Jazz Chisholm Jr. is doing something hardly ever seen before by the Marlins: he’s playing second base and also hitting for big power. On Tuesday, Chisholm ripped a game-tying home run for his 13th long ball of the season, leading the Fish in that department. Really, the only precedent for production like this is beloved former Marlins stud Dan Uggla.
Uggla was a star for the then-Florida Marlins, swatting 154 bombs—a franchise record before Giancarlo Stanton came along—while serving as the everyday second baseman from 2006 to 2010. He recorded four 30-homer and four 90-RBI campaigns. Uggla went to the All-Star Game twice and even won a Silver Slugger award.
Playing his third season in the Major Leagues and with only 196 career games under his belt, Chisholm has rapidly emerged as the top power source for the Marlins. Like Uggla did at some point, Chisholm is carrying the Fish lineup in the company of Garrett Cooper, Jorge Soler, and Jesús Aguilar.
Pulling the ball is a key for Chisholm to get so many balls over the fence. His 51.1% pull rate in 2022 is among the highest in MLB, similar to Uggla’s 47.5% rate as a Marlin.
Beyond the home run department, Chisholm leads the team in triples (4), runs batted in (41), scored runs (33), and total bases (100). He is tied with Soler for the most extra-base hits (24). He’s connecting for a home run every 14.38 at-bats. And as if that wasn’t enough, Jazz leads all Marlins position players in bWAR (2.2), well above Cooper and Miguel Rojas (1.2).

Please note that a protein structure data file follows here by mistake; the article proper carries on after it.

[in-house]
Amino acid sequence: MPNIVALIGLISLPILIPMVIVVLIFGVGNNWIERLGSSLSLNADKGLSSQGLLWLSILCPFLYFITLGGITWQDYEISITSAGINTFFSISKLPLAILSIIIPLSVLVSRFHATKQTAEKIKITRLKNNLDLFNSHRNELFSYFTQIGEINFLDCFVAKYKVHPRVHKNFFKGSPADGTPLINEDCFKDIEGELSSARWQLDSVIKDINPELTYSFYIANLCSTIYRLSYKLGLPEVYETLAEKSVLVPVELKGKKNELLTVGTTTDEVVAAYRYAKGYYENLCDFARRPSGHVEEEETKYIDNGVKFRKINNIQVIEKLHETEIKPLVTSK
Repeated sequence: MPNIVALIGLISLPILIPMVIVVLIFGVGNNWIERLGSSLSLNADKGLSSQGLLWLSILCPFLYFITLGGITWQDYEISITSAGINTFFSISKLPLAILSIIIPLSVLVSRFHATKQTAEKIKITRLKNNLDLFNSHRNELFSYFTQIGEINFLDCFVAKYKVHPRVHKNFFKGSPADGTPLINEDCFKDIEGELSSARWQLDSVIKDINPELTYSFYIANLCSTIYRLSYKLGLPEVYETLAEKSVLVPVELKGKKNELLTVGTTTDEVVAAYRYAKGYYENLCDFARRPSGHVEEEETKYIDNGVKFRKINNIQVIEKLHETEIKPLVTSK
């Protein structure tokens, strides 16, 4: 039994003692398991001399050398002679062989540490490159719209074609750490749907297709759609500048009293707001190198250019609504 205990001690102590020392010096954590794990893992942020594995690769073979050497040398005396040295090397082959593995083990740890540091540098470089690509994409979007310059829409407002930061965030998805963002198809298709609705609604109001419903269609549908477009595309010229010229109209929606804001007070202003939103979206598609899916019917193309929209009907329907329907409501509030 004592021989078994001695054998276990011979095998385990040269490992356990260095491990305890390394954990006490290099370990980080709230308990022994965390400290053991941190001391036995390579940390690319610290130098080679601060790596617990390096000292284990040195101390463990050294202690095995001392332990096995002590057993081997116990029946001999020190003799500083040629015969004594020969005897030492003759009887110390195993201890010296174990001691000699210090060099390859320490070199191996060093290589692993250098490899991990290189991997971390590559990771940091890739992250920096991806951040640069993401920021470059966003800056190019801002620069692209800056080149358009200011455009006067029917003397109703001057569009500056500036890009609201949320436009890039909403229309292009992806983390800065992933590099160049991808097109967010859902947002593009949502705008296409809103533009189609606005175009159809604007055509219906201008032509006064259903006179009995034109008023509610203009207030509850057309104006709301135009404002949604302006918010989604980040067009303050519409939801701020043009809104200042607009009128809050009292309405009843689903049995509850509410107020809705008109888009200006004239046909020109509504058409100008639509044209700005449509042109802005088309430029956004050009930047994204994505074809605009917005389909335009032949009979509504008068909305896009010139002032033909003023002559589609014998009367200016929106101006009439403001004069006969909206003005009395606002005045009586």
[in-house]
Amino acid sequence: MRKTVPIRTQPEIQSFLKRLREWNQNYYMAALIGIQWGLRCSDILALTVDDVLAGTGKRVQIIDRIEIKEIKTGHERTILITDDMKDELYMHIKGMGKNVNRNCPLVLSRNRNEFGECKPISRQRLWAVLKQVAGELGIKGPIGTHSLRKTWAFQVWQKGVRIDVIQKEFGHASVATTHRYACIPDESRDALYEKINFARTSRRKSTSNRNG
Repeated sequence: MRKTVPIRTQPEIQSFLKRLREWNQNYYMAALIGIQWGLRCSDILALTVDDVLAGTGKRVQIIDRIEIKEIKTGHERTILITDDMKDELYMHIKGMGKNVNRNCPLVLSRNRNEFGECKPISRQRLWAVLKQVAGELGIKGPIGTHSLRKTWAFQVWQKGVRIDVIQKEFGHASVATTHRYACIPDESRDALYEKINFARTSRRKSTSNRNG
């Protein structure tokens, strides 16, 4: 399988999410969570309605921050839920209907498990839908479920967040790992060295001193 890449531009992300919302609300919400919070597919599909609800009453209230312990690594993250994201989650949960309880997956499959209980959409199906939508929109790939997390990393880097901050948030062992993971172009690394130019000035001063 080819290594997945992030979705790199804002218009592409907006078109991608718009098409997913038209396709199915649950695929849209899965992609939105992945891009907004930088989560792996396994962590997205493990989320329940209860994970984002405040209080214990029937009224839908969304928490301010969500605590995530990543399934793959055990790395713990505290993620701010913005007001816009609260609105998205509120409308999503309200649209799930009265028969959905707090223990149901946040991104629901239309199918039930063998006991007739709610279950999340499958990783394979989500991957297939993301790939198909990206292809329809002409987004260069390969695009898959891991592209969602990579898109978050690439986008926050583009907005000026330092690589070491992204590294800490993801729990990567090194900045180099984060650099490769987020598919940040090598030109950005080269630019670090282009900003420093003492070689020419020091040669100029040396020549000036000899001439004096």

Throughout their history, the Marlins have not had many powerful second basemen—Luis Castillo, Omar Infante, Starlin Castro, and others had more conventional offensive approaches. Uggla still stands as the only Marlin ever to hit 15+ long balls while defending second base. He recorded 27 in 2016, 31 in 2007, 32 in 2008, 31 in 2009, and 33 during his final Florida season in 2010.
And that’s what Jazz is going after, it seems. He’s currently on pace for 35 four-baggers. That would not only break Uggla’s record as a second baseman, but the electrifying Bahamian would also become just the fourth Marlins hitter—regardless of position—to go deep 35-plus times in a season.
More than a decade removed from Uggla’s final game as a Marlin, Jazz Chisholm is the closest thing that the franchise has had to a successor.